By Lee Hockstader
Sunday, March 14, 2010; B04
TOYKO -- Much of what you need to know about Japan's long-standing attitude toward immigrants is summed up in the logo of the nation's official immigration agency: It depicts a plane departing, rather than arriving.
But today the country faces a demographic crisis, one that some here believe will finally compel a traditionally homogeneous Japan to turn that plane around and let foreign workers come. The population is aging and shrinking -- a formula for economic calamity and social stagnation. Over time, there will be too few workers to care for the millions of elderly citizens, grow food on farms or fill the manufacturing jobs that drive this export-led economy.
Given the forces of history and culture, the notion of a multiethnic Japan may seem impossible, a tautology in a country where nationality and ethnicity are fused to the point of being nearly indistinguishable. Yet a multiethnic Japan is what the country needs to become if it is to survive among the top tier of the world's powers.
Japanese leaders have tried other options, and failed. For two decades, Japan's stubbornly low birth rate has barely budged, despite many government incentives for couples to have more children. The new left-leaning government's recent move to boost per-child monthly cash payments to families will be cripplingly expensive and probably unsustainable. (It's also unlikely to convince women, who are marrying later or not at all, to have more children with Japanese husbands who remain allergic to sharing child-rearing duties.) The result could be a working-age population cut nearly in half by midcentury.
So, can the Japanese shed their traditions and allow more foreigners in their midst? On a recent trip, I was struck by the range of people I encountered -- government officials, politicians, bureaucrats, business representatives, demographers and others -- who argued that the nation has little choice but to do just that. Unfortunately for the Japanese, it appears unlikely that they will do so in time, or at the pace needed, to reverse the population declines.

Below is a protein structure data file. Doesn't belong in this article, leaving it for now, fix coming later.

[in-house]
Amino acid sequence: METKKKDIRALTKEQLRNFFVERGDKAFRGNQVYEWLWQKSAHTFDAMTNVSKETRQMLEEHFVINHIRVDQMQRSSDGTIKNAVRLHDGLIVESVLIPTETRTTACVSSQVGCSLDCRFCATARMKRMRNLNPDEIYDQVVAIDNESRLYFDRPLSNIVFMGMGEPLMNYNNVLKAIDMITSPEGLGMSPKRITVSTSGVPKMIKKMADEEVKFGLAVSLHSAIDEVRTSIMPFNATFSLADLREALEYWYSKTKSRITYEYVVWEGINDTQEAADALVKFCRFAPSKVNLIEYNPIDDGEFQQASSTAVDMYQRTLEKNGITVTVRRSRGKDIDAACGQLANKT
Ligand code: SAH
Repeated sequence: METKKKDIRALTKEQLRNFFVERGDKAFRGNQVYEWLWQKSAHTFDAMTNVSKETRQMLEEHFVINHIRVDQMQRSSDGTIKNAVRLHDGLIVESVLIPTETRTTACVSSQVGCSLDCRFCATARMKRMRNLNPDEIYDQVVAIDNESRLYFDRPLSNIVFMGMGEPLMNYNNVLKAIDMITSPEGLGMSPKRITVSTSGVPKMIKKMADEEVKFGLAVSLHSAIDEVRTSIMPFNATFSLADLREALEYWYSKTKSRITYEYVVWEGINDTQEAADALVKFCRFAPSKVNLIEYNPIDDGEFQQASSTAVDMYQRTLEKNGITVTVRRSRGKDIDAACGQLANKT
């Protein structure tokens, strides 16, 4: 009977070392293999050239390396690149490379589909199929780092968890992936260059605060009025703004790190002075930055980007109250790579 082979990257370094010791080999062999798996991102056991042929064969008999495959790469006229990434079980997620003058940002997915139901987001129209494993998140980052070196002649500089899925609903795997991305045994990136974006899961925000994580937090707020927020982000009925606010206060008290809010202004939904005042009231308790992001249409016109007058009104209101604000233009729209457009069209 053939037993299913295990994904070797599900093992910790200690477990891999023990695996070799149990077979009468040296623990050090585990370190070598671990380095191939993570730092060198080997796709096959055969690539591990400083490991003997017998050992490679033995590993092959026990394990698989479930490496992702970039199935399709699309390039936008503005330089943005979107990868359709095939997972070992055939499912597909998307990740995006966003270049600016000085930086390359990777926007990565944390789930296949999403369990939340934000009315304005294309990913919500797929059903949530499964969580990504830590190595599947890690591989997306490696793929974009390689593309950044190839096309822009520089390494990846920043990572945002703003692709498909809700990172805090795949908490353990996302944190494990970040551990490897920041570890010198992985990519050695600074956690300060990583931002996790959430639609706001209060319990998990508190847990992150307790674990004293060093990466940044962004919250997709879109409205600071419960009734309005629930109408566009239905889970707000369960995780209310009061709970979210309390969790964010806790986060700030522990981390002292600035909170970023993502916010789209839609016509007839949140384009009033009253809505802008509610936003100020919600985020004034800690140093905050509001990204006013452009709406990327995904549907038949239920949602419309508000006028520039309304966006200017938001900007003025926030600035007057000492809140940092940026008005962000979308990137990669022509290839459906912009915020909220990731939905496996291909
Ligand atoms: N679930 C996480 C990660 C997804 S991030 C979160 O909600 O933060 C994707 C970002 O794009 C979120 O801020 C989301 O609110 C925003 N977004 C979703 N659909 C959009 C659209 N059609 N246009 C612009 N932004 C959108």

To some extent, the notion of Japan as ethnically homogenous is not exactly right. For years, the country has admitted increasing numbers of foreign workers, without fanfare, as officials have tried to plug holes in the workforce. The number of nonethnic Japanese residents has crept upward in the past few decades and now stands officially at 2.2 million -- about 1.7 percent of the population.
Starting with more than 650,000 Koreans, a legacy of Japan's occupation of the Korean Peninsula from 1905 to 1945, the country has also taken hundreds of thousands of Chinese, as well as tens of thousands of Vietnamese refugees, Filipino and Indonesian nurses, African workers, and others. In addition, about 500,000 Brazilians and Peruvians of Japanese ancestry have been allowed into the country since 1990, many of them to work in manufacturing plants.
The presence of these immigrants could be seen as the beginning of a revolution, or at least evolution, in Japanese attitudes toward foreigners. In Yokohama, Japan's second-biggest city, I spoke to the director of a nursing home who recruited a pair of Indonesian nurses two years ago. The Indonesians -- bright, able, outgoing and full of laughter -- were among the most popular members of the facility's caregiving staff and had set an example for what the director called their "standoffish" Japanese colleagues. The director shook her head in sorrow at the likelihood that the Indonesians would be unable to remain in the country unless they passed a tough licensing exam, given only in Japanese. "They have injected new life into this place," she said.
At city hall, officials proudly displayed brochures with instructions for garbage separation and recycling -- available in Japanese, English, Vietnamese, Chinese and Portuguese. "The big inflow of foreigners, Chinese and others, has changed the mind-set of Japanese here," said Osamu Yamamoto, who oversees interethnic policy in the city of 3.7 million people.